• Basis and consent

While contracts of employment typically contain clauses establishing the basis for which employee data can be used, if that basis relies upon consent, GDPR expects consent to be specific to an indicated purpose. For example, you may be relying on ‘fulfillment of employment contract’ as the basis for communications and processing which is critical to an employee’s job. But may be relying on ‘consent’ as the basis for communications which are less critical. Like updates on your Corporate Social Responsibility program. Communicators should therefore consider using sign-up forms for certain types of communications (like optional topics or communications that are not job-critical), or for certain audiences (like contractors or franchisees). Separately, if communicating with external stakeholders (like contractors or external partners), communicators should consider enabling double opt-In methods on profile-management forms. This will validate the email address before sending communications – to ensure that someone else cannot “consent on my behalf”.

  • Anonymity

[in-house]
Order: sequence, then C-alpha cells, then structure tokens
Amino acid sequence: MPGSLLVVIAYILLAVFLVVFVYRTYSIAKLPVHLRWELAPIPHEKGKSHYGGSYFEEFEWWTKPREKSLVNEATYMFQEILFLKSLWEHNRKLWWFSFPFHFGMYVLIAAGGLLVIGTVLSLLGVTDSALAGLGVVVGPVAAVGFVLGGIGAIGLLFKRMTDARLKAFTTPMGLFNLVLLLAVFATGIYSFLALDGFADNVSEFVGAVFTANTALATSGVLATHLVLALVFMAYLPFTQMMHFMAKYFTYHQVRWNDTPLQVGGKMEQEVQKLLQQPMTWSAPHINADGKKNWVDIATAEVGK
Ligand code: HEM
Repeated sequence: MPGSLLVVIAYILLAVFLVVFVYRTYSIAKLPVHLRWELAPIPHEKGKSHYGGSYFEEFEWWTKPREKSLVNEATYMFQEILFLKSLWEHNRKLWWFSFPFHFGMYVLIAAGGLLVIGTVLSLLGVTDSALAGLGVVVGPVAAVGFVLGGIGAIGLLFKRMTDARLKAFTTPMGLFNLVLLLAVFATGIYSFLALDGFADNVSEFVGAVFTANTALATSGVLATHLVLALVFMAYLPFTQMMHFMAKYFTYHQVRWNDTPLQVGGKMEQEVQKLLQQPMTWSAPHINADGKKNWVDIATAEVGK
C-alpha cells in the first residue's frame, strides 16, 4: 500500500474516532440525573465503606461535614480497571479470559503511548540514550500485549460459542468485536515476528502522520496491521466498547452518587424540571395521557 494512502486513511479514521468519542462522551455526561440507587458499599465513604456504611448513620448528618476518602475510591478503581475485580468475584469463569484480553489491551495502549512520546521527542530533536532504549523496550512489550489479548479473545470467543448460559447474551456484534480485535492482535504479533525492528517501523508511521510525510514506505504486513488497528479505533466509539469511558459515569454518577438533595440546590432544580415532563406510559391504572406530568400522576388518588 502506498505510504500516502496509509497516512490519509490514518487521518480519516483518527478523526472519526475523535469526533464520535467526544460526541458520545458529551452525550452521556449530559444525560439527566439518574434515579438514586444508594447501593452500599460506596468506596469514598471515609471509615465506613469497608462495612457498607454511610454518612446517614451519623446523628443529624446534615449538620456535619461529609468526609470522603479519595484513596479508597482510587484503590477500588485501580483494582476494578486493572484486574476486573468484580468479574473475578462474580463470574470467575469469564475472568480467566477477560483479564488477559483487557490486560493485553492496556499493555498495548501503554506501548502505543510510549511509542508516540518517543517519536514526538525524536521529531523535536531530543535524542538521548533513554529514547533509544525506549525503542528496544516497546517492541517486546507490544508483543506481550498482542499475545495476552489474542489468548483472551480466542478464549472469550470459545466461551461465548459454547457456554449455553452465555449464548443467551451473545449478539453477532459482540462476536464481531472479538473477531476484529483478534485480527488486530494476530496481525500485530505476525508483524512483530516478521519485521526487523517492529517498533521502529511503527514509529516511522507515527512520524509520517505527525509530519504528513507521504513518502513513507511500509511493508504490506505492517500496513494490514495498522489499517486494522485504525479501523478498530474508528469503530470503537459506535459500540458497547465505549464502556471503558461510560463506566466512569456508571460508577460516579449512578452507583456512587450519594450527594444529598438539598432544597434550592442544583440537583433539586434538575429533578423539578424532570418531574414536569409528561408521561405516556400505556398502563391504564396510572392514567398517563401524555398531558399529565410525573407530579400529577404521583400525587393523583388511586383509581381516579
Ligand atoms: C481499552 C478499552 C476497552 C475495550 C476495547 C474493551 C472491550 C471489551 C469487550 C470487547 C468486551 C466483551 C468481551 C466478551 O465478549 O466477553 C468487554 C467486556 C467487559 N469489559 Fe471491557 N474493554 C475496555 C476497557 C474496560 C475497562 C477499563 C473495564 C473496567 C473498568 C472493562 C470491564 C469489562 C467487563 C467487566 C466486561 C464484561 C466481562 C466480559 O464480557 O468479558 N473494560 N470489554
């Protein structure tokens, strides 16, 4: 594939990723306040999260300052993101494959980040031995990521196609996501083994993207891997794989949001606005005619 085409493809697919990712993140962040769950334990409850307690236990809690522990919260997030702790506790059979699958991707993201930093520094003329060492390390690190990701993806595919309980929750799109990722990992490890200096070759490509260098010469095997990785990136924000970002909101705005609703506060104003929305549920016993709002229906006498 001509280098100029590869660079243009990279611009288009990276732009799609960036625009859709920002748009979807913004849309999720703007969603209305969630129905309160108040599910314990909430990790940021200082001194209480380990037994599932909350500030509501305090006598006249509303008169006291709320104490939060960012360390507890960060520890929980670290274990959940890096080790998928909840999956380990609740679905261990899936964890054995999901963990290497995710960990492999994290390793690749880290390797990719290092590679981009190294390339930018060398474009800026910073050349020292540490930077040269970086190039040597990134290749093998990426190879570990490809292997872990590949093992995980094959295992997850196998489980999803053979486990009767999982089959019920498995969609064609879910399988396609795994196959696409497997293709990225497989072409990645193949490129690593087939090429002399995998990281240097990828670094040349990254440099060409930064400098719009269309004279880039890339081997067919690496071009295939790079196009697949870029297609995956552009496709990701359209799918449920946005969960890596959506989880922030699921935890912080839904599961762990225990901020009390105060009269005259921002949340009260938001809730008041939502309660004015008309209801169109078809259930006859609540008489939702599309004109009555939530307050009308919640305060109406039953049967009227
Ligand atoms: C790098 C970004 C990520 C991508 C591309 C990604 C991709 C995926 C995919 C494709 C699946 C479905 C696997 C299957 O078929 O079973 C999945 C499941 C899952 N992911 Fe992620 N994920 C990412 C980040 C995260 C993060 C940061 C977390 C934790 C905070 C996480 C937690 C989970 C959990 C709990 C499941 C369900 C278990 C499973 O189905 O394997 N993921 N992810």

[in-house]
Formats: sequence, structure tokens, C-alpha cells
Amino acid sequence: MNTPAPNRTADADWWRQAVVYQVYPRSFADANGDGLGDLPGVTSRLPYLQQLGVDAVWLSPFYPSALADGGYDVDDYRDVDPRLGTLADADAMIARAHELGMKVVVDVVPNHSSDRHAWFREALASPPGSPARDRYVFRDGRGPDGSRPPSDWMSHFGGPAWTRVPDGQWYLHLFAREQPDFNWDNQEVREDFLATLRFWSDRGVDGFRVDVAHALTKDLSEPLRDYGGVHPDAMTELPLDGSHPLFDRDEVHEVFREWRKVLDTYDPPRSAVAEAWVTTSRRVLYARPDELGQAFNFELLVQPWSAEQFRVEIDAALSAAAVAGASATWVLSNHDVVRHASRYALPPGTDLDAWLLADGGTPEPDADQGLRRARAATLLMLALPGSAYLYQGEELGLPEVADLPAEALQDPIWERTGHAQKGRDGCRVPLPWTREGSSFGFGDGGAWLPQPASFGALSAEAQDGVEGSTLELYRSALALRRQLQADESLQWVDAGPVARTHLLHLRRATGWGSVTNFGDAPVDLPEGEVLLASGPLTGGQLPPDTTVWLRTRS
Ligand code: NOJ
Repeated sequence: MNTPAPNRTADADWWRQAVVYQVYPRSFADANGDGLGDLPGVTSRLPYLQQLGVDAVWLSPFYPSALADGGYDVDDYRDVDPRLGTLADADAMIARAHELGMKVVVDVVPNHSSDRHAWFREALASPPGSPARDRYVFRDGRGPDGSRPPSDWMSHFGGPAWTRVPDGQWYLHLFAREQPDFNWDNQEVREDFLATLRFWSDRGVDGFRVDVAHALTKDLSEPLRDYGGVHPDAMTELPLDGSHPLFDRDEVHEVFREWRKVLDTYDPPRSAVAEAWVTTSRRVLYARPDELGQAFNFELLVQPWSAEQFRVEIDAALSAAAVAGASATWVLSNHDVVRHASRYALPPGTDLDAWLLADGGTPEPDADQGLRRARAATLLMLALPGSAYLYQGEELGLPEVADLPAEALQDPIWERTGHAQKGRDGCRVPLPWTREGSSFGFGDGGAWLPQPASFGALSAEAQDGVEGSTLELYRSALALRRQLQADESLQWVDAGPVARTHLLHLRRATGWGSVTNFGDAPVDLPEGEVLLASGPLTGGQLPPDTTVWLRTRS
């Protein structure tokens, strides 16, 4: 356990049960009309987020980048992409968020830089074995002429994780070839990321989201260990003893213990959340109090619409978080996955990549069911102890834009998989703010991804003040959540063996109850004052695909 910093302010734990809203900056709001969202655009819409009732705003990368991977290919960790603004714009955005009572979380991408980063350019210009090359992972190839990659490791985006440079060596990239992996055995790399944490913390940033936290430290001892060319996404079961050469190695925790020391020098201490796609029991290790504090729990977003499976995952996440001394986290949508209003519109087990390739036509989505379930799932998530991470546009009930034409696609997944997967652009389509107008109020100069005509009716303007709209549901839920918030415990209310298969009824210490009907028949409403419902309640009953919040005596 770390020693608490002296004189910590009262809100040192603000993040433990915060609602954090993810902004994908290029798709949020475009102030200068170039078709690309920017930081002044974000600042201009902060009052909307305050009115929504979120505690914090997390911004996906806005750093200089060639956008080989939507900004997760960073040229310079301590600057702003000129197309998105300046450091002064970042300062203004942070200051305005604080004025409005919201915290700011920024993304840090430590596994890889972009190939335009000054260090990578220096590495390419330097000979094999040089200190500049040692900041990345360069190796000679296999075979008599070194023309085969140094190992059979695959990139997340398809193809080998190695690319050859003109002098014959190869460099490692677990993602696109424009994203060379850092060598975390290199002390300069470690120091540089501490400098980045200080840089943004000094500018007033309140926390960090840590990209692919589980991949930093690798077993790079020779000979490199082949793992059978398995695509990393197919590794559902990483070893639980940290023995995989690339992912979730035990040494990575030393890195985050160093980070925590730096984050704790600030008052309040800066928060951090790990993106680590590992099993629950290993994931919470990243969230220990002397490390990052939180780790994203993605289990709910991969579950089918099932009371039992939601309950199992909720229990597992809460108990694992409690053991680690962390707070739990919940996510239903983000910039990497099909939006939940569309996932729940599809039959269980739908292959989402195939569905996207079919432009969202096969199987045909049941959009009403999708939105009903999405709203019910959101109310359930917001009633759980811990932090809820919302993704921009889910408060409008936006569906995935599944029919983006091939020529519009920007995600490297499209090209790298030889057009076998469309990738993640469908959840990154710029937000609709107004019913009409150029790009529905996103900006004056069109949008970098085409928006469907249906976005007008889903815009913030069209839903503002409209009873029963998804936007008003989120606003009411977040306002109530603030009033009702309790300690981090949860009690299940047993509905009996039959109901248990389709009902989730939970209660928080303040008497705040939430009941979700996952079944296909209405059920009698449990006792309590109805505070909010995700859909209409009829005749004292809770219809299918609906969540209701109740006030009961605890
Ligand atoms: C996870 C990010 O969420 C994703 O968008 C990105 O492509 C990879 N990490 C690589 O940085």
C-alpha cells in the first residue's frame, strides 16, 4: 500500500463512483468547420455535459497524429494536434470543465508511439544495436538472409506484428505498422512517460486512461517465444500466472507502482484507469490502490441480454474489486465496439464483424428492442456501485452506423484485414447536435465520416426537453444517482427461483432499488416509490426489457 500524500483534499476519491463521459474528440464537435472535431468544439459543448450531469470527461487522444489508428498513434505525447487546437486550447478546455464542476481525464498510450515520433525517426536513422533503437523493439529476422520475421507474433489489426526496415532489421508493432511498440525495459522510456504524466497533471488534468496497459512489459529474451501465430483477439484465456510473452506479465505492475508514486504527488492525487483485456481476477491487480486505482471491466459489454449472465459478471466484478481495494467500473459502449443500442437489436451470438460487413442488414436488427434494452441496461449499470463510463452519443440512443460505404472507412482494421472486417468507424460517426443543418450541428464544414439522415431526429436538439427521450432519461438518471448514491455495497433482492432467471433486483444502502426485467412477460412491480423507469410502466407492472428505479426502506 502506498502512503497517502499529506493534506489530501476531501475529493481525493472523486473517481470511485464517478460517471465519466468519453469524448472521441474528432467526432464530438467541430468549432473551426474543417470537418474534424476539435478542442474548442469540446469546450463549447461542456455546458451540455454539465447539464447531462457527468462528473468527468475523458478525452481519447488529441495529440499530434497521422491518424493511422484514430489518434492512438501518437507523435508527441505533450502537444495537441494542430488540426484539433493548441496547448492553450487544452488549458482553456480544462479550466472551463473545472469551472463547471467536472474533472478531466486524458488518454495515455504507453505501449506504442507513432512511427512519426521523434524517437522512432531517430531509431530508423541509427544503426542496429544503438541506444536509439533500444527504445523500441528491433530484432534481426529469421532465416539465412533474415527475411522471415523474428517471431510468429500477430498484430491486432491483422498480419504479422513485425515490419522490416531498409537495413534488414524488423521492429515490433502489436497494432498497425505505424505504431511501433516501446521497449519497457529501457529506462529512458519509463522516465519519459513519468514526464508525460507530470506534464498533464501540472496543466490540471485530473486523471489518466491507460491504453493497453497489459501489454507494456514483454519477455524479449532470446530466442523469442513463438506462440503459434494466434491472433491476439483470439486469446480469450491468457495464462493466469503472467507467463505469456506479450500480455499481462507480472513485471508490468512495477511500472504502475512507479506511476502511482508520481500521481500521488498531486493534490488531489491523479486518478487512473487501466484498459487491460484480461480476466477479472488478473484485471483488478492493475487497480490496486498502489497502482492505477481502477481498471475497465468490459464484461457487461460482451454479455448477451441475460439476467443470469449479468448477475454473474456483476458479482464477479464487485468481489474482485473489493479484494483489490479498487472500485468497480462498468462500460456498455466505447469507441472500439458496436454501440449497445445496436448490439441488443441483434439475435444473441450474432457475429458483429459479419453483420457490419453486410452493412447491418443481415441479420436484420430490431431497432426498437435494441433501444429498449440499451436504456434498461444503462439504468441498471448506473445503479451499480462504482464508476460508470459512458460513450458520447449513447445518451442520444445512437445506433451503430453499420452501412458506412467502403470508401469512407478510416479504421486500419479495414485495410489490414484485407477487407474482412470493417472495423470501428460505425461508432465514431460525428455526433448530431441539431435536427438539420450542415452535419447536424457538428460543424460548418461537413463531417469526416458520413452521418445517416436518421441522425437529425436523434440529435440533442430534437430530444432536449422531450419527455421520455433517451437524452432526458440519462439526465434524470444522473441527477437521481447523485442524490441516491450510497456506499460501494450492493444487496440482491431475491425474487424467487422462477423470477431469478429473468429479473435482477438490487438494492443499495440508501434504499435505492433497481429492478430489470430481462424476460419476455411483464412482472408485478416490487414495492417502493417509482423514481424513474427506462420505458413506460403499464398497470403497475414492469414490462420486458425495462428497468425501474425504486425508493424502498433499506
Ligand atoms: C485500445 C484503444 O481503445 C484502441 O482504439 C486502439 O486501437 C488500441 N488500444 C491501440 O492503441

GDPR exempts some types of anonymized or pseudonymized data from the more stringent controls expected under the regulation. It is therefore worth considering abstracting certain data types (like using a code or abbreviation instead of an actual value in certain data fields). Or anonymizing certain survey types. Or enabling the reporting anonymization restriction within your Poppulo account.

 

GDPR: An ongoing consideration.

As there are other areas of consideration also (including breach notification, access requests, profiling, and accountability), communicators should speak to the data privacy stakeholders within their own organizations. This might include for example a conversation with your data protection officer – to understand what other GDPR-readiness initiatives are underway. And how the communications team’s plans will overlap with those of other company initiatives. (Or even how the communications team can help your data protection team with their GDPR-awareness goals).

As your internal discussions progress, your Poppulo Customer Success Manager will be able to confirm whether and how to accommodate the readiness-activities your data protection officer might expect. As of late 2017, the main readiness-activities to consider are relatively straight-forward:

  • Awareness

By reading this post, you’re already on a path, but it’s worth expanding your knowledge of your organization’s GDPR-readiness plans. And where the communications team will fit-into those plans; A first step here will be to simply talk to your data protection team. Or at the very least find out who they are!